On Project Runway the statement was made “What we are selling is a dream, not a garment.” What strikes me about this is that the garments are symbols and components of the dream, and are added to the person. What if the person buys the garments in order to “be” who he senses inside that he is not? Is that a good thing, a bad thing, or of no consequence?
The statement has also been made that the garment makes the man (person). The Italians, I think, have a wise insight into clothing acquired to make oneself appear better than one really is. In an Italian village someone who is a no-one and who acts pretentiously is called a “cucuzza”… a squash, as in the saying “Dress it up anyway that you want, it’s still just squash!”
Without the development of our interior life, we are just squash. Add as many colors as you like, add as many layers as you like, but a life lived with a heavy emphasis on clothing and accessories leaves us little better than… well, cucuzza. Please remember that this critique of fashion is coming from a monk, so my dour view of it should not be such a surprise.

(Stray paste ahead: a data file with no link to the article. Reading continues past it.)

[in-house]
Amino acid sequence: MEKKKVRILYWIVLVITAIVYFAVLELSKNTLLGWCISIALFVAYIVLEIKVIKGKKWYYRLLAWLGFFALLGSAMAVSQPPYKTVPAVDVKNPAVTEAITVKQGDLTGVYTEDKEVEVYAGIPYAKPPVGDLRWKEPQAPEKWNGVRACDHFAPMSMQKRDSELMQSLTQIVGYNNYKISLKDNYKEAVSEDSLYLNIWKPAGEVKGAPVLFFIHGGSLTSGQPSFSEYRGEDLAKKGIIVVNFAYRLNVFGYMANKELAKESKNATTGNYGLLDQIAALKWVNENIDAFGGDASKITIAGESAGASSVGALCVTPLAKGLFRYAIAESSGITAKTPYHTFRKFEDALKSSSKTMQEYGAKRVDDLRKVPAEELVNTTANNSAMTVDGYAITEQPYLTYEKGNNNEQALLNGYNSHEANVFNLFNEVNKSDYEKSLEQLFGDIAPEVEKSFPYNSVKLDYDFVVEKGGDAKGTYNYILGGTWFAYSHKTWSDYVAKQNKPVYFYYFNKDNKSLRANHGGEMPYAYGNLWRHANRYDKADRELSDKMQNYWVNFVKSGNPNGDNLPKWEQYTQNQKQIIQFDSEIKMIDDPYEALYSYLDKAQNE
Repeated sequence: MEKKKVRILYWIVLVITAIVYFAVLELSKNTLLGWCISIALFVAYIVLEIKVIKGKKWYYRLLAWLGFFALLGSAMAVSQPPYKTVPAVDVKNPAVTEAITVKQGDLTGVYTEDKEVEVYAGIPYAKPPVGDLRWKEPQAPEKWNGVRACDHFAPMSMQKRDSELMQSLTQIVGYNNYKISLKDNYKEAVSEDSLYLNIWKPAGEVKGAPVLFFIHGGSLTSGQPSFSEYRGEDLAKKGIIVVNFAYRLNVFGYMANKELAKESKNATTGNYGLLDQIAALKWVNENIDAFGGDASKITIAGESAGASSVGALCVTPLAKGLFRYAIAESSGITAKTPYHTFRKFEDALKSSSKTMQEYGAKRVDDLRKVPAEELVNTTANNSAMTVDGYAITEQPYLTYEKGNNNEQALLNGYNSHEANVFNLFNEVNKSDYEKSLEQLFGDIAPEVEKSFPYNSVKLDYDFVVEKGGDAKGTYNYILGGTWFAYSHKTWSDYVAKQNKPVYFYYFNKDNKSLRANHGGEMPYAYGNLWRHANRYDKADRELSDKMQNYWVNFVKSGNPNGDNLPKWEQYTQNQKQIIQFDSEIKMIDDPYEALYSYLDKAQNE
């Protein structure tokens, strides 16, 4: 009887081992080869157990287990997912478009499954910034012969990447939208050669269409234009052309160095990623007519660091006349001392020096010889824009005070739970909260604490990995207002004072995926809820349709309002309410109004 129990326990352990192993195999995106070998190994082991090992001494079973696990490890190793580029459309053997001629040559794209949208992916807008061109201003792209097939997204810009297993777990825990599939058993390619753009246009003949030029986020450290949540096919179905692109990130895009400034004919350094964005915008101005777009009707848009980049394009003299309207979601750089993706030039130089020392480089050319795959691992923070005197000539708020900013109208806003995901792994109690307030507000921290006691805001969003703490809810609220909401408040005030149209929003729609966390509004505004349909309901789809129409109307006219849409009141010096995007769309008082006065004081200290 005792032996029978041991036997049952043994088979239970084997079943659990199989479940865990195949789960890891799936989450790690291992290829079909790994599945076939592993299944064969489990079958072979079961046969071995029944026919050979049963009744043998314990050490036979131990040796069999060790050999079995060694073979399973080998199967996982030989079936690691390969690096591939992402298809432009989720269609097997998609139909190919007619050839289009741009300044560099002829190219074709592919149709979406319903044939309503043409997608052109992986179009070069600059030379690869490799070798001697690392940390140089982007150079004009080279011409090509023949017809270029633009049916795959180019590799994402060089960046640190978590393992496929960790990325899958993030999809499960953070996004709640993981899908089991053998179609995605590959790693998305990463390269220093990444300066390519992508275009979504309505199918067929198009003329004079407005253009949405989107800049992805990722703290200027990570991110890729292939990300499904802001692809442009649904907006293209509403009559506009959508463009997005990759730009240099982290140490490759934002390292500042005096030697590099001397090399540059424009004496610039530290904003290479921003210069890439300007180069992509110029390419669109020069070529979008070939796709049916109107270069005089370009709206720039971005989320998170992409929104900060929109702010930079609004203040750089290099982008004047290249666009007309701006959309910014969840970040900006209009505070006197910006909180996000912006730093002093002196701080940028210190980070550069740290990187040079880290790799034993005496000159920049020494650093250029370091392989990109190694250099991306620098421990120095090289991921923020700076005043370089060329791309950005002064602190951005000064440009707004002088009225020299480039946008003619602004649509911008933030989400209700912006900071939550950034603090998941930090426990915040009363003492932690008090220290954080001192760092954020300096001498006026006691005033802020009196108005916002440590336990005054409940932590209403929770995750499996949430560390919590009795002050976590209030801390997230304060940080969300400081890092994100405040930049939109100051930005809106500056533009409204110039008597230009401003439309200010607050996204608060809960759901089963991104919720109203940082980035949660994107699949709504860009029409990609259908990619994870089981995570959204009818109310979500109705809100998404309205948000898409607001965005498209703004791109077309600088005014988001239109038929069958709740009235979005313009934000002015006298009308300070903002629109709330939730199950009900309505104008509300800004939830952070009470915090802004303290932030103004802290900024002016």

On the other hand, we all should have a dream, an inspiration which gives direction to our unfolding life. The question becomes: What is the quality of the life produced by that dream? Is it one of depth and fullness, or is it one of shallowness, as is implied by the word “cucuzza”?
I am not advocating that we should all walk around in tatters looking like madmen. I am not saying that nice-looking clothing has no place in life. But I am saying that the dream that we embrace should be one that fosters growth on the interior even while prettifying the exterior so that others don’t run from us in terror.
Do you have a dream or direction for your life? Does that dream require of you dedication and effort? Is your dream solely about you, or does it somehow give birth to life in others? Have you ever seriously asked yourself, when buying that new shirt, dress, or pants: Am I only a pretty cucuzza?